Back to work: IT monitoring best practices
Work remains work, regardless of the location. Working remotely has become the new normal, but some organizations have started to return to their office workspaces, albeit with a minimal workforce. Though going back to work may not be as difficult as adapting to remote work instantly, certain operational challenges are unavoidable; for example, monitoring workspace infrastructure is nothing new, but managing different locations simultaneously has yet to become customary.
Back to the office
Large organizations have had to keep their infrastructure operational even during lockdown in order to maintain a functioning work-from-home environment. However, small and medium-sized businesses (SMBs) may not be able to afford to keep their office spaces powered up and running all the time, requiring them to individually check devices to ensure they're functioning correctly. Despite these differences, there are some common things that IT teams should keep in mind while preparing to return to the office, irrespective of the size of the organization.
Your IT management checklist
Here are some best practices for IT teams to manage the partial opening of office spaces:
Though organizations keep their networks operational and monitored remotely, individual connections have to be manually checked. For instance, routers, switches, and ports may always be monitored, but the LAN cables have to be tested again. Offices that were shut down completely must check every device in the network to make sure they're working.
Hardware monitoring, which includes replacing old or damaged hardware, is also part of the above activity. Some offices that use managed switches disable them if they remain unused for a certain period. Network admins have to make sure they're enabled and monitored.
Another example to look at is the case of small offices that download software on one machine, and update patches to others. All the machines have to be thoroughly checked for expired licenses and updated.
COVID-19 has become the catalyst for cloud adoption witnessing an exponential rise in migration. However, Gartner predicts that IT spending will decline by 8 percent this year due to losses incurred during the pandemic. Many organizations choose to migrate at least some part of their infrastructure back to on-premises simply to save on costs; moreover, turning off unused virtual desktop infrastructure (VDIs) for those employees back at the office is also a viable cost-cutting option.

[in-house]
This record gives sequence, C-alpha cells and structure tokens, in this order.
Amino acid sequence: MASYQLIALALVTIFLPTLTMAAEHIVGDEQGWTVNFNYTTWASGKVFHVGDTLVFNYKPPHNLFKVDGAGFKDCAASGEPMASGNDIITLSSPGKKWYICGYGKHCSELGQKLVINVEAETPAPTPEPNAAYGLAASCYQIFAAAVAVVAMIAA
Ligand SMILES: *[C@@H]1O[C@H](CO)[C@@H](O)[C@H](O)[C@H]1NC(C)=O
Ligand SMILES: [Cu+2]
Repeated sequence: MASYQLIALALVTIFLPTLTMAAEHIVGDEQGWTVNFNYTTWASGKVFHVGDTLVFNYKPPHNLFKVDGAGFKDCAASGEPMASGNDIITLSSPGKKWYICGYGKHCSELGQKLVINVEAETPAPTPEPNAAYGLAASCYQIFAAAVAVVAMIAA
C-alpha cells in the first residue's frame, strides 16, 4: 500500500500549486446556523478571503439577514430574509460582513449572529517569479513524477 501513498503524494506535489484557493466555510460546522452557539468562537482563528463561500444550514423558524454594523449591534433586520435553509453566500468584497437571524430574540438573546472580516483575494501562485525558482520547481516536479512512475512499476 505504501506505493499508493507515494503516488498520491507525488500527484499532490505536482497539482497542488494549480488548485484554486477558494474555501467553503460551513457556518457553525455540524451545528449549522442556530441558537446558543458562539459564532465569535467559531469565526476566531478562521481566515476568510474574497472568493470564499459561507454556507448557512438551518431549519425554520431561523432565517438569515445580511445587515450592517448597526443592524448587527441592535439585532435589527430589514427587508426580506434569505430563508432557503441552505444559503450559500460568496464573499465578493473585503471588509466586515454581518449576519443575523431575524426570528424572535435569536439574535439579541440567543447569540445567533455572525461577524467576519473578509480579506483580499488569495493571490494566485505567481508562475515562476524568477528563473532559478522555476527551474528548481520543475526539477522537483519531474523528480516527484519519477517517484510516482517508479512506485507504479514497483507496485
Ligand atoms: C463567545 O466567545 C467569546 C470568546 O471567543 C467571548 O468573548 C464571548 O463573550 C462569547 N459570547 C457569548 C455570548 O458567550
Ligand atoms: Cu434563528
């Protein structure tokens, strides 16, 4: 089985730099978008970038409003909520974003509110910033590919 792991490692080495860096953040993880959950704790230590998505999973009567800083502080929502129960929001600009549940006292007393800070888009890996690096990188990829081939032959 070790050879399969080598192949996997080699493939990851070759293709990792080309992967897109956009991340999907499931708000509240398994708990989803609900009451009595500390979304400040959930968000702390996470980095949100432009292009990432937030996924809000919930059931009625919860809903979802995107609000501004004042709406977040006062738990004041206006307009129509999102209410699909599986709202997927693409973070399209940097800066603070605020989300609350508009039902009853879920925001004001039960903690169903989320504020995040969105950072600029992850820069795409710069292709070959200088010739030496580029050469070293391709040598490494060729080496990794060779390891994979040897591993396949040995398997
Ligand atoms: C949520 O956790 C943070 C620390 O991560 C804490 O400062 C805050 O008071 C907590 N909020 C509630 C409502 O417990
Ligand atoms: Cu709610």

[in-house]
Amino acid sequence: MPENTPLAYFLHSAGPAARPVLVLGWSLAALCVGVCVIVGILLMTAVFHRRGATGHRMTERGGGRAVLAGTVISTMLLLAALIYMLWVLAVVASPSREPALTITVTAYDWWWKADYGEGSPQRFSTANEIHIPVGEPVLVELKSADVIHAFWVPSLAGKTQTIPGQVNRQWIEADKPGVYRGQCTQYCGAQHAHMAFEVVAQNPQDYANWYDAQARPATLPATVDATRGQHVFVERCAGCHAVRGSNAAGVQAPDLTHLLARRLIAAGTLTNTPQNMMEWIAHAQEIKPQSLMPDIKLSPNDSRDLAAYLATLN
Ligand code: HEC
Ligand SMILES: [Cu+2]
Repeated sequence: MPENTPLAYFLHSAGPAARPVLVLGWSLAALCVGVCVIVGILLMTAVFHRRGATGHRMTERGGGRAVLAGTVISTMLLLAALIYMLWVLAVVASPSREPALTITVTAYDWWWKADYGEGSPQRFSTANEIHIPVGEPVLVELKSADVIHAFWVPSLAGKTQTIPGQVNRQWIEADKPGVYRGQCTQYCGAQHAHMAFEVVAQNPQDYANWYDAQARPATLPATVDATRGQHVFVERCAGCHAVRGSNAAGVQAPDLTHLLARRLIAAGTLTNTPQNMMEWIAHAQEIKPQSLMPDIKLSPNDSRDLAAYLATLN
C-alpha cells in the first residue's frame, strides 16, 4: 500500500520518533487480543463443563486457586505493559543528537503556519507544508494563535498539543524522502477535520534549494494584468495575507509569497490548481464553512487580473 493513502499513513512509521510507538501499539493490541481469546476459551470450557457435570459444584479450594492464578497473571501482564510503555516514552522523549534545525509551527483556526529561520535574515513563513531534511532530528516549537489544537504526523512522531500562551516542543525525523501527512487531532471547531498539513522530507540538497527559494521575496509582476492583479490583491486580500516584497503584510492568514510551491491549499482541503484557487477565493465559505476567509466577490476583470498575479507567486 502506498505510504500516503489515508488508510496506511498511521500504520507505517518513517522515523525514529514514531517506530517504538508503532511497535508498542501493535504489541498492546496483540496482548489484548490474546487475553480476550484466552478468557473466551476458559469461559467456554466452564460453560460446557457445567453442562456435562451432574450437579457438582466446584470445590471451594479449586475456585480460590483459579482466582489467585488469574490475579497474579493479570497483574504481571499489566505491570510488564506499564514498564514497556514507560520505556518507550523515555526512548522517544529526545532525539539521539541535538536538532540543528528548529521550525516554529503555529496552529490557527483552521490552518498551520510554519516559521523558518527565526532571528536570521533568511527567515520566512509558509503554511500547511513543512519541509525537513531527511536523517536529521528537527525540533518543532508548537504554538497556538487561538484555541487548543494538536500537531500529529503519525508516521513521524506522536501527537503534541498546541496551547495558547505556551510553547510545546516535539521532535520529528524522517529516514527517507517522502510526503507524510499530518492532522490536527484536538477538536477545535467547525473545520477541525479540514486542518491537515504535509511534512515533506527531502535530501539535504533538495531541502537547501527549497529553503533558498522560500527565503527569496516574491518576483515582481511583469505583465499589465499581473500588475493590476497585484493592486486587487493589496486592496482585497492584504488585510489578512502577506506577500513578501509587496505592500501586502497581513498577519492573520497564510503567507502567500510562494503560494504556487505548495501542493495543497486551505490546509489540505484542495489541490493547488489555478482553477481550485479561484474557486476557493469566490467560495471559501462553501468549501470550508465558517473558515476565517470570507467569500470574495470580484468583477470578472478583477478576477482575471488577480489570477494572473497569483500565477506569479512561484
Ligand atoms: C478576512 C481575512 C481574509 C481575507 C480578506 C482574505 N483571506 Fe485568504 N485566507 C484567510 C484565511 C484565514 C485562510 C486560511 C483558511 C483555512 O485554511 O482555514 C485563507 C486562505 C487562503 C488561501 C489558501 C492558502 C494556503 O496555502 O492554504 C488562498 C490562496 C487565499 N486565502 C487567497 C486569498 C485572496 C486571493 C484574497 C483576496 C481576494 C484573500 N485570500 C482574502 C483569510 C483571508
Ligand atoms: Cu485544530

Monitoring collaboration tools
Though a part of the workforce will be working from the office, many will still work from home, continuing to depend on collaboration tools. For this reason, it's recommended to continue monitoring collaboration tools and platforms for uptime, performance, and usage.
The case with Voice over Internet Protocol (VoIP) is slightly different. An employee working at the office desk might prefer using a VoIP handset to the VoIP software on a laptop or mobile phone, while remote employees continue with the latter. This emphasizes the need for monitoring two different types of VoIP usage.
Monitoring applications that track employee health
Tracking and recording employees' health, where they've been, and who they've been in contact with on a day-to-day basis has become essential due to the pandemic. The applications that track and record this information have to be up and running to avoid unnecessary chaos at workplaces, so it's important to monitor applications that record health, transport, and other contingencies.
When employees switch between working from home and from the office, it becomes highly important to keep track of their laptops and mobile phones for security reasons. Data theft is more likely to occur when employees have unlimited access to work devices, and that has to be addressed by ensuring proper security practices like installing highly secure antivirus software or continuously tracking office devices.
Ensuring a healthy work environment while managing the remote work workforce
Keeping the above pointers in mind is necessary while managing employees working from the office, in addition to the existing monitoring activity that should be taking place in your organization. Ensuring a seamless work experience for employees working from home is as important as providing a healthy work environment at the office. For this, monitoring the infrastructure that supports remote work is crucial.